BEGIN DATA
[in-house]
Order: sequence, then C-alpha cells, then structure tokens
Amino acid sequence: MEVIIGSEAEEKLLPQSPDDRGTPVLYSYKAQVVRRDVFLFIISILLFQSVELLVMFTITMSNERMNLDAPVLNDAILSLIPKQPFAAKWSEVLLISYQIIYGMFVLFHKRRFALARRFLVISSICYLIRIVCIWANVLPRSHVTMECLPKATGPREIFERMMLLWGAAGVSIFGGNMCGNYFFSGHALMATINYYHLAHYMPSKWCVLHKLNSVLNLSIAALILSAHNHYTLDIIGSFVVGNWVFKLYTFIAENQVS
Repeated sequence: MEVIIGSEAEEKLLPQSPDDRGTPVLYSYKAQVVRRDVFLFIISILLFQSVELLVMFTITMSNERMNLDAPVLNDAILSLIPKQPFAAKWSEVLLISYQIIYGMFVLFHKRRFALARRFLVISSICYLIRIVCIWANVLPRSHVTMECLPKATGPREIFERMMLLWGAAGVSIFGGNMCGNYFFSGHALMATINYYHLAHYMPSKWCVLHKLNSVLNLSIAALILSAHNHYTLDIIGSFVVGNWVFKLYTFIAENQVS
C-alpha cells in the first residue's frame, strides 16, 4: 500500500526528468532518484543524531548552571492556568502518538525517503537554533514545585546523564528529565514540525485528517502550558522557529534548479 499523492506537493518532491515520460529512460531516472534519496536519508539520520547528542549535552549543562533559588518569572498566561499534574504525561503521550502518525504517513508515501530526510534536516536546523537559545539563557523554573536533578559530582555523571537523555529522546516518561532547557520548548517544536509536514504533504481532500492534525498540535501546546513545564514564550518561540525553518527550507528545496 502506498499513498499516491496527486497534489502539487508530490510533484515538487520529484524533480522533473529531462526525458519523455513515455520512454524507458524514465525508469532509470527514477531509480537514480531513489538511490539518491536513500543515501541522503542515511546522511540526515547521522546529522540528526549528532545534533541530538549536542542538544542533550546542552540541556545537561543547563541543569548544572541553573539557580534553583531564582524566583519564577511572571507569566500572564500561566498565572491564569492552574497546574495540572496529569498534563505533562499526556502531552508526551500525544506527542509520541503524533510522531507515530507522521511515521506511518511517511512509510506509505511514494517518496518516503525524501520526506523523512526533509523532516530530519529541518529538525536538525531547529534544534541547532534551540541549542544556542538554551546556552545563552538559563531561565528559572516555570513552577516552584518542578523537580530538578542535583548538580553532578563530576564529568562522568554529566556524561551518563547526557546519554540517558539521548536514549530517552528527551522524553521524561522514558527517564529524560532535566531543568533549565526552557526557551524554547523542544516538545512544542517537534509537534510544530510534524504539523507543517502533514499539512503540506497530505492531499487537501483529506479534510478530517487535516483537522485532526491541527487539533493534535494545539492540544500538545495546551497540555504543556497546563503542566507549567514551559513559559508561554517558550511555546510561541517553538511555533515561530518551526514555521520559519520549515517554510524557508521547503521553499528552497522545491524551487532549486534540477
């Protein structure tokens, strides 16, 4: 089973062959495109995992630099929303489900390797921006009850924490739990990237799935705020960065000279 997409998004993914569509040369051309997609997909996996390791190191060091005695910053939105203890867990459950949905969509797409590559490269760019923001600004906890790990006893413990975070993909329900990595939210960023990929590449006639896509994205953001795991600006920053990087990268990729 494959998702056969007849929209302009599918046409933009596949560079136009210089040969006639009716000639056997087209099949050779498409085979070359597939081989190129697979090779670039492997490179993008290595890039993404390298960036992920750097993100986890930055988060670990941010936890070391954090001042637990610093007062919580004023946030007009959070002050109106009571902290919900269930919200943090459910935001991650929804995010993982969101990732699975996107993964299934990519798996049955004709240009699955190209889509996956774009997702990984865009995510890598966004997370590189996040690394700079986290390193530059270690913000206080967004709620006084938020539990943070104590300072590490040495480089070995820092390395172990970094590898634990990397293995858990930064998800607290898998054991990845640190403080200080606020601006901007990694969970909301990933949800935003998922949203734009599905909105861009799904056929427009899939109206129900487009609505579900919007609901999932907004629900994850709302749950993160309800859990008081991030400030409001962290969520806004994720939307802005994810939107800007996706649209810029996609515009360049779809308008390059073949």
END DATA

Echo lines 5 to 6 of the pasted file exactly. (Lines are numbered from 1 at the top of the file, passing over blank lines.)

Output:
C-alpha cells in the first residue's frame, strides 16, 4: 500500500526528468532518484543524531548552571492556568502518538525517503537554533514545585546523564528529565514540525485528517502550558522557529534548479 499523492506537493518532491515520460529512460531516472534519496536519508539520520547528542549535552549543562533559588518569572498566561499534574504525561503521550502518525504517513508515501530526510534536516536546523537559545539563557523554573536533578559530582555523571537523555529522546516518561532547557520548548517544536509536514504533504481532500492534525498540535501546546513545564514564550518561540525553518527550507528545496 502506498499513498499516491496527486497534489502539487508530490510533484515538487520529484524533480522533473529531462526525458519523455513515455520512454524507458524514465525508469532509470527514477531509480537514480531513489538511490539518491536513500543515501541522503542515511546522511540526515547521522546529522540528526549528532545534533541530538549536542542538544542533550546542552540541556545537561543547563541543569548544572541553573539557580534553583531564582524566583519564577511572571507569566500572564500561566498565572491564569492552574497546574495540572496529569498534563505533562499526556502531552508526551500525544506527542509520541503524533510522531507515530507522521511515521506511518511517511512509510506509505511514494517518496518516503525524501520526506523523512526533509523532516530530519529541518529538525536538525531547529534544534541547532534551540541549542544556542538554551546556552545563552538559563531561565528559572516555570513552577516552584518542578523537580530538578542535583548538580553532578563530576564529568562522568554529566556524561551518563547526557546519554540517558539521548536514549530517552528527551522524553521524561522514558527517564529524560532535566531543568533549565526552557526557551524554547523542544516538545512544542517537534509537534510544530510534524504539523507543517502533514499539512503540506497530505492531499487537501483529506479534510478530517487535516483537522485532526491541527487539533493534535494545539492540544500538545495546551497540555504543556497546563503542566507549567514551559513559559508561554517558550511555546510561541517553538511555533515561530518551526514555521520559519520549515517554510524557508521547503521553499528552497522545491524551487532549486534540477
């Protein structure tokens, strides 16, 4: 089973062959495109995992630099929303489900390797921006009850924490739990990237799935705020960065000279 997409998004993914569509040369051309997609997909996996390791190191060091005695910053939105203890867990459950949905969509797409590559490269760019923001600004906890790990006893413990975070993909329900990595939210960023990929590449006639896509994205953001795991600006920053990087990268990729 494959998702056969007849929209302009599918046409933009596949560079136009210089040969006639009716000639056997087209099949050779498409085979070359597939081989190129697979090779670039492997490179993008290595890039993404390298960036992920750097993100986890930055988060670990941010936890070391954090001042637990610093007062919580004023946030007009959070002050109106009571902290919900269930919200943090459910935001991650929804995010993982969101990732699975996107993964299934990519798996049955004709240009699955190209889509996956774009997702990984865009995510890598966004997370590189996040690394700079986290390193530059270690913000206080967004709620006084938020539990943070104590300072590490040495480089070995820092390395172990970094590898634990990397293995858990930064998800607290898998054991990845640190403080200080606020601006901007990694969970909301990933949800935003998922949203734009599905909105861009799904056929427009899939109206129900487009609505579900919007609901999932907004629900994850709302749950993160309800859990008081991030400030409001962290969520806004994720939307802005994810939107800007996706649209810029996609515009360049779809308008390059073949």